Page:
A relentless pursuit of patient safety

April 17, 2019  //  FOUND IN: Our Employees,

Naomi Coates, left, and Kelly Chiles.

The health care industry in the U.S. is extremely fast-paced and complex, which makes the delivery of health care prone to error. In fact, medical errors are believed to result in as many as 440,000 preventable deaths every year in the U.S., making it the third leading cause of death in this country.

When patients come to Michigan Medicine, they trust that the world-class faculty and staff in our health system will efficiently address their health care needs and keep them safe from harm. Unfortunately, systems sometimes fail, and harm can reach patients. Improving these systems is part of the work the organization has begun on its journey to high reliability.

Thankfully, Michigan Medicine has faculty and staff who speak up in a relentless pursuit of safety, like Kelly Chiles, R.N., a nurse in the Frankel Cardiovascular Center (CVC) operating rooms, and Naomi Coates, B.S.N., R.N., a CVC operating room nursing supervisor.

A difficult procedure

Chiles and Coates were both on duty in the CVC operating rooms (OR) one morning, following a particularly challenging surgical case that finished late the night before.

A patient had been transferred to Michigan Medicine from another institution for coronary artery bypass surgery. The patient also had diabetes and was on dialysis because his kidneys were not working well. Due to these health conditions, the patient’s heart was enlarged, making it harder to perform the operation.

After several hours in the OR, the surgical team successfully completed the difficult procedure and ran through the standard post-operative checklist. While completing the checklist the team noticed a surgical sponge was missing. Sponges are used during procedures to absorb blood and other bodily fluids around the surgical site, helping the surgeon better see the operating area.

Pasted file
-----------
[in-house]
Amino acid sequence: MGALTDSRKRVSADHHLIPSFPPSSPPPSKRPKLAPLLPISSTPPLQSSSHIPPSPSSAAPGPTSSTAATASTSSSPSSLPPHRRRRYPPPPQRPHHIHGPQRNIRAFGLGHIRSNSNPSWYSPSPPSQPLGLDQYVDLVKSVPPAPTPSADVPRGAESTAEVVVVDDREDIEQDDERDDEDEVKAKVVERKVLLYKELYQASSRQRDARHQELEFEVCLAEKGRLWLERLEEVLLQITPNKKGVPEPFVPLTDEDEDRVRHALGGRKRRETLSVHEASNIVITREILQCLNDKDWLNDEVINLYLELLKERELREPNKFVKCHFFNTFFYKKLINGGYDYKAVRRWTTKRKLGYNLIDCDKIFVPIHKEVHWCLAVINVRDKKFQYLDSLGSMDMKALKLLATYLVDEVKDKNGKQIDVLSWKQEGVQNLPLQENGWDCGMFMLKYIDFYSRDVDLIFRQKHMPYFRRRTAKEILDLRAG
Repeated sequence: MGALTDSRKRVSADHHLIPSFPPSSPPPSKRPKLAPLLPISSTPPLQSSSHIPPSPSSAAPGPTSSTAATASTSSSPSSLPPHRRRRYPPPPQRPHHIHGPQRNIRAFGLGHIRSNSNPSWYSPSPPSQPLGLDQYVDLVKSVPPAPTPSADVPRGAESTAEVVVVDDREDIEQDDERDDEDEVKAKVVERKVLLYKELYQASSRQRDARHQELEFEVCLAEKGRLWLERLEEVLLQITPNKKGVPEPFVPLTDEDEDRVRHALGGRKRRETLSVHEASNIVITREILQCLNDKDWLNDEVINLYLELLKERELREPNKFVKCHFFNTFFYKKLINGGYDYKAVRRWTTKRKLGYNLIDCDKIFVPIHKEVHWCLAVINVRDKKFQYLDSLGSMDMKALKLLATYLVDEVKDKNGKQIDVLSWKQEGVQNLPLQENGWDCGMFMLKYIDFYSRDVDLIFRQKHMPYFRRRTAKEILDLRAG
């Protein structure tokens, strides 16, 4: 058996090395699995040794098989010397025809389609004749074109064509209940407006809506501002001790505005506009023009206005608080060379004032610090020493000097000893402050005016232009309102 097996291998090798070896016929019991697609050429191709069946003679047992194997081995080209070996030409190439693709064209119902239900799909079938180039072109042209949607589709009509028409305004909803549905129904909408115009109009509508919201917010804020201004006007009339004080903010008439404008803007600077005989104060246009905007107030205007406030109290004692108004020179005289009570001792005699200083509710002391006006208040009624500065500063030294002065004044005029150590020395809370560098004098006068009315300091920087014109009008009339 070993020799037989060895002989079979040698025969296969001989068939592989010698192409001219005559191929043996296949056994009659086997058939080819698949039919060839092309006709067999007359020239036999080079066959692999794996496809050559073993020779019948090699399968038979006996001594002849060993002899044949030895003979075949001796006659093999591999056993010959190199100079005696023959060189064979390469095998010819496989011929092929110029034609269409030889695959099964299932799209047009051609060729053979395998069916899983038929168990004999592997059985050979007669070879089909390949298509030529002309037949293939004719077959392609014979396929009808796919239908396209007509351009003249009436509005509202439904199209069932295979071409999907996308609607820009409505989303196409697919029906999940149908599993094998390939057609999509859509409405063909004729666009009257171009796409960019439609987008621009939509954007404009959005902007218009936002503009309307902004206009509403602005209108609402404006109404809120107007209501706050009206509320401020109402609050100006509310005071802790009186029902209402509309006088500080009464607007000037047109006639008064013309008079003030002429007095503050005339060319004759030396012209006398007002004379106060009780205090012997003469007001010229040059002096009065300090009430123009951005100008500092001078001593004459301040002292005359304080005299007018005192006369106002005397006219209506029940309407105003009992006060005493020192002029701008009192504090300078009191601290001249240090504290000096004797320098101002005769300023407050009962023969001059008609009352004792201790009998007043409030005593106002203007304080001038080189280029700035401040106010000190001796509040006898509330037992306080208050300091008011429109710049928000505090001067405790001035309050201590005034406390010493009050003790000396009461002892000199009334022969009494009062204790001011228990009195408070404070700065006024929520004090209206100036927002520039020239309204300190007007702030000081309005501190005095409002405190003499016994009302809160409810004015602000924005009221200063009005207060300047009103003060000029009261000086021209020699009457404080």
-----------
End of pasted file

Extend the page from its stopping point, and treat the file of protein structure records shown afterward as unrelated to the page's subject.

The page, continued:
The team conducted a secondary check and followed necessary procedures to search for the missing sponge. While the team searched the OR, the surgeon ordered a chest x-ray to see if the sponge could be located in the patient’s chest cavity. The x-ray was read negatively, indicating that the sponge was not in the patient, and because of clinical concerns regarding lifting the patient’s heart which might endanger the recently placed grafts and induce an irregular heart rhythm, the team elected to move him from the OR to the ICU.

The following morning, the sponge had still not been located so at shift change, the night nurse included the missing sponge in her information transfer to the day nurse, Chiles.

“I was in charge that day so when I came in, I debriefed with the night nurse and she informed me that the surgical team filed a report for a missing sponge so I was immediately on alert for that patient,” said Chiles. “I pulled up the chest x-ray taken the night before and reviewed it with Naomi as soon as we could. I just had a gut instinct that something wasn’t right because the surgical team had been unable to locate the missing sponge the night before.”

Together, Chiles and Coates decided to get to the bottom of it.

Relentlessly pursuing safety